For most of the 65,000 years or so of occupation in Australia, sea level has been lower than present, yet we know almost nothing about submerged landscapes and their associated cultural heritage. The key to unlocking this unknown potential is through collaborative efforts between different stakeholder and interest groups, maximizing benefits from meaningful collaboration in offshore development activity and allowing for better documentation, management, regulation and discovery of past cultural and other seabed resources.
On 13th March we held a workshop on the Deep History of Sea Country at the University of Western Australia. The Workshop was aimed at organisations and people working in marine and coastal environments including developers and operators, environmental and heritage consultants, regulators, independent scientists, indigenous groups and other stakeholders. Each of these ‘interest groups’ have different aims, perspectives and expectations, with a focus ranging from economic to ecological and heritage.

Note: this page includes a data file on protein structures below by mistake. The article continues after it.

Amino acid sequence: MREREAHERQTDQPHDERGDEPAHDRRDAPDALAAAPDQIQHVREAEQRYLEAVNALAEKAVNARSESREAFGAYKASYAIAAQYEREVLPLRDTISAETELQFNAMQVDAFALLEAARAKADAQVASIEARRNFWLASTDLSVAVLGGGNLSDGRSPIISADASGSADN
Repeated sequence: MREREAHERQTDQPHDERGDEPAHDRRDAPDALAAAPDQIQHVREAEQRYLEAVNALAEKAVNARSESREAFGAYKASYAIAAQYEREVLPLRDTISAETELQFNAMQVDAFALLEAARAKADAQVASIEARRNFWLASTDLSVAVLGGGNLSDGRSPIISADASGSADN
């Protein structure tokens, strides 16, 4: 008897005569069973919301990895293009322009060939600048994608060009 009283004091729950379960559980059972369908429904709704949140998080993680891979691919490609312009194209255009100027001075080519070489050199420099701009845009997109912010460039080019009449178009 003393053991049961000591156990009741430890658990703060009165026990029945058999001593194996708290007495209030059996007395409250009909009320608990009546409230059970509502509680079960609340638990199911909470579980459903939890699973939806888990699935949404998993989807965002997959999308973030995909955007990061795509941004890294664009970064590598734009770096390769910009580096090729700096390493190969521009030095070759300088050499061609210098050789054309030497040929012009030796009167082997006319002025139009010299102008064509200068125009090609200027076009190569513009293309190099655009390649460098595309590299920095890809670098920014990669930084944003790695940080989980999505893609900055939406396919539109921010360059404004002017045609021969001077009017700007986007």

A series of presentations were given by project team members, which explored the key issues surrounding submerged cultural resources, including what we know, what we need to know and what we need to do to achieve this. Sean McNeair from Murujuga Aboriginal Corporation also gave a presentation on the Indigenous perspectives on Sea Country. Attendees were given opportunities to discuss their perspectives on data, resource management and policy related to submerged cultural landscapes in northwest Australia. These discussions were very helpful and we hope to hold another stakeholder workshop in a years’ time. If you are interested in being invited to this next workshop, please feel free to register your interest with any of the project team members.
In the meantime, we have a forthcoming paper in Ocean and Coastal Management, entitled ‘Recognition and value of submerged prehistoric landscape resources in Australia’, which explores some of these issues. A link will be added when this becomes available.